French President Emmanuel Macron is keen to prevent a recurrence of the angry fuel protests in Paris that turned into the most serious unrest in decades. Police arrested 412 people, while 133 were injured.
The French government did not discuss the possibility of declaring a state of emergency to prevent future riots at "yellow-vest" protests across the country, an Elysee Palace spokesman said on Sunday.
French President Emmanuel Macron held talks with several ministers after angry demonstrations a day earlier turned into the worst unrest in the capital, Paris, since 1968. Interior Minister Christophe Castaner has been asked to prepare security forces for future protests and Prime Minister Edouard Philippe to hold talks with political party leaders and protest representatives.
Officials said 133 people were injured, including 23 police officers, and 412 people were arrested in the third weekend of clashes in the capital.
Authorities believe the yellow vests movement, which began by campaigning against an increase in fuel tax, was infiltrated by masked, black-clad anarchist and far-right groups, who went on a rampage through the streets of Paris turning angry protests violent.
Hundreds of protesters ran amok, torching cars and buildings, looting shops, and fighting officers. Several streets and metro stations were shut and major avenues, including the Champs-Elysees and the Tuileries garden, were littered with piles of debris and burned cars.
At the famed Arc de Triomphe, authorities deployed tear gas and water cannon to fight back the protesters when they tried to break through police barriers.
The violence in Paris contrasted sharply with protests elsewhere in France on Saturday that were mostly peaceful.
Macron visits damaged sites
Upon his return from the G20 summit in Argentina on Sunday, Macron visited central Paris to witness for himself the damage caused by Saturday's riot.
The "yellow vests" erupted out of nowhere on November 17 and spread quickly via social media, with protesters blocking roads across France and impeding access to shopping malls, factories, and some fuel depots.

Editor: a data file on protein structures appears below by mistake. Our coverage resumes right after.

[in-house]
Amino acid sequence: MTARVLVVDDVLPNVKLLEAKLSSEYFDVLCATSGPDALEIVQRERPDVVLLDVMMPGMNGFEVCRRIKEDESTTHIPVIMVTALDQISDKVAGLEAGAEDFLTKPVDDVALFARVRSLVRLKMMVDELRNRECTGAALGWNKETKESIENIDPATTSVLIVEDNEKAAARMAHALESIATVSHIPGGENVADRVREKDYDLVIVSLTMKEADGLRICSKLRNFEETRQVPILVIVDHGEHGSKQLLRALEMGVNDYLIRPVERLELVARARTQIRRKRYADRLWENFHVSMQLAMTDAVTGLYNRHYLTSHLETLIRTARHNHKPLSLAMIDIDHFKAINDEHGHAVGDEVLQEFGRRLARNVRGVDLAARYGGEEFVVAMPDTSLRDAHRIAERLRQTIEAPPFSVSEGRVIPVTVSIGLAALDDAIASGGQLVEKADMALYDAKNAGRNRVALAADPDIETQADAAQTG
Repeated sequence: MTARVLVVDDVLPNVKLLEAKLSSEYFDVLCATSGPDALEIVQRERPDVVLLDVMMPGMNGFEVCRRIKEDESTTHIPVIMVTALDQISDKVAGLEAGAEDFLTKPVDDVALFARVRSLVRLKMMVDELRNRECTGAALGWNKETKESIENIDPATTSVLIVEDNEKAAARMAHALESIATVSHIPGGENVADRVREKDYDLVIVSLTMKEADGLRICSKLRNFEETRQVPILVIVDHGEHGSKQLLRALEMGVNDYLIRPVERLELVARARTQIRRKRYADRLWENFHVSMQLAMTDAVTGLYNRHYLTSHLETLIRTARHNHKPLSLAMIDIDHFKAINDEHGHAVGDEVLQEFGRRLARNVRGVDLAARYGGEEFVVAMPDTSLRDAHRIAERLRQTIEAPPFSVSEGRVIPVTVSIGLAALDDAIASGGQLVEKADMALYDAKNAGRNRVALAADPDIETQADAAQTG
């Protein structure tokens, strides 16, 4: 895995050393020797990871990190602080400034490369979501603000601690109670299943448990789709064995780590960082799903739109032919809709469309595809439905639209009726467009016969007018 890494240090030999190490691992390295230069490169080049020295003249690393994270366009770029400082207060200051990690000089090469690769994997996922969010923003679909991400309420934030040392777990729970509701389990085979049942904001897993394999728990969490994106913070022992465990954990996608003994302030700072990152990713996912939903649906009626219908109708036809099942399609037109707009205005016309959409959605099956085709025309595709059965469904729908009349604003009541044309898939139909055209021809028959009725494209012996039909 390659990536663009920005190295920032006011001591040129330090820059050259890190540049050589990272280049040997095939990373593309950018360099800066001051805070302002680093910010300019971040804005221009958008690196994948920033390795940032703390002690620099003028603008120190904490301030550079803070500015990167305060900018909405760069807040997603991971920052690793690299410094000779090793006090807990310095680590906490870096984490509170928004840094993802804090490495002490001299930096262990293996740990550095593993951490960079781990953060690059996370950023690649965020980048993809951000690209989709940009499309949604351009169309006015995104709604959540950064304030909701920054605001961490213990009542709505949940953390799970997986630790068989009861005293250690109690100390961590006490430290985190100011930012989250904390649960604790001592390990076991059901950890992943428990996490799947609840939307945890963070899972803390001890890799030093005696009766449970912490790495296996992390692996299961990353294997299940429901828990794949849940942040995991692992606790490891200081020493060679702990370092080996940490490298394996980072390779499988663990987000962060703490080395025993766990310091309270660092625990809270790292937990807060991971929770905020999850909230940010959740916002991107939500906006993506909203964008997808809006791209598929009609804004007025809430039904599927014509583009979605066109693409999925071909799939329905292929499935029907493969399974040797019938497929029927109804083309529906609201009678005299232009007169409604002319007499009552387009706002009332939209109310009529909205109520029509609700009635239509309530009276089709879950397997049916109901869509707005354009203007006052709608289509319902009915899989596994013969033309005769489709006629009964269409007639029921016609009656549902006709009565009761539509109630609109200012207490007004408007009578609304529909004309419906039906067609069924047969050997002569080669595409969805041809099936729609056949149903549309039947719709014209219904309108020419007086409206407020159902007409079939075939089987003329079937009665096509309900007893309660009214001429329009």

Initially a campaign against the rising fuel tax, the movement has since morphed into a broad opposition to Macron's government, elected in May 2017.
The 40-year-old pro-business centrist now faces a dilemma in how to respond, not least because they are a grassroots movement with no formal leaders and a wide range of demands.
Macron has so far refused to roll back taxes on fuel, which he says are needed to fund the country's transition to a low-emission economy.
He insists the tax cuts he has delivered for businesses and high-earners are necessary to lower the country's chronic high unemployment.
Sunday sees more protests
Meanwhile overnight on Sunday, a motorist died after colliding with traffic which had built up due to a yellow vest protest in Arles, in southern France, a local prosecutor said,
"A van collided into a heavy truck at full force before being hit by another vehicle," Tarascon prosecutor Patrick Desjardins told the Agence France-Presse news agency, adding that the accident was "directly related" to a roadblock by protesters which caused a 10 kilometer (6 mile) traffic jam.
A motorway pay booth was set on fire by arsonists near the southern city of Narbonne on Sunday, a judicial source told AFP.
Elsewhere, the main north-south motorway in eastern France, the A6, was blocked by protesters near the city of Lyon on Sunday morning, its operator said.
mm/jlw (AFP, AP, dpa, Reuters)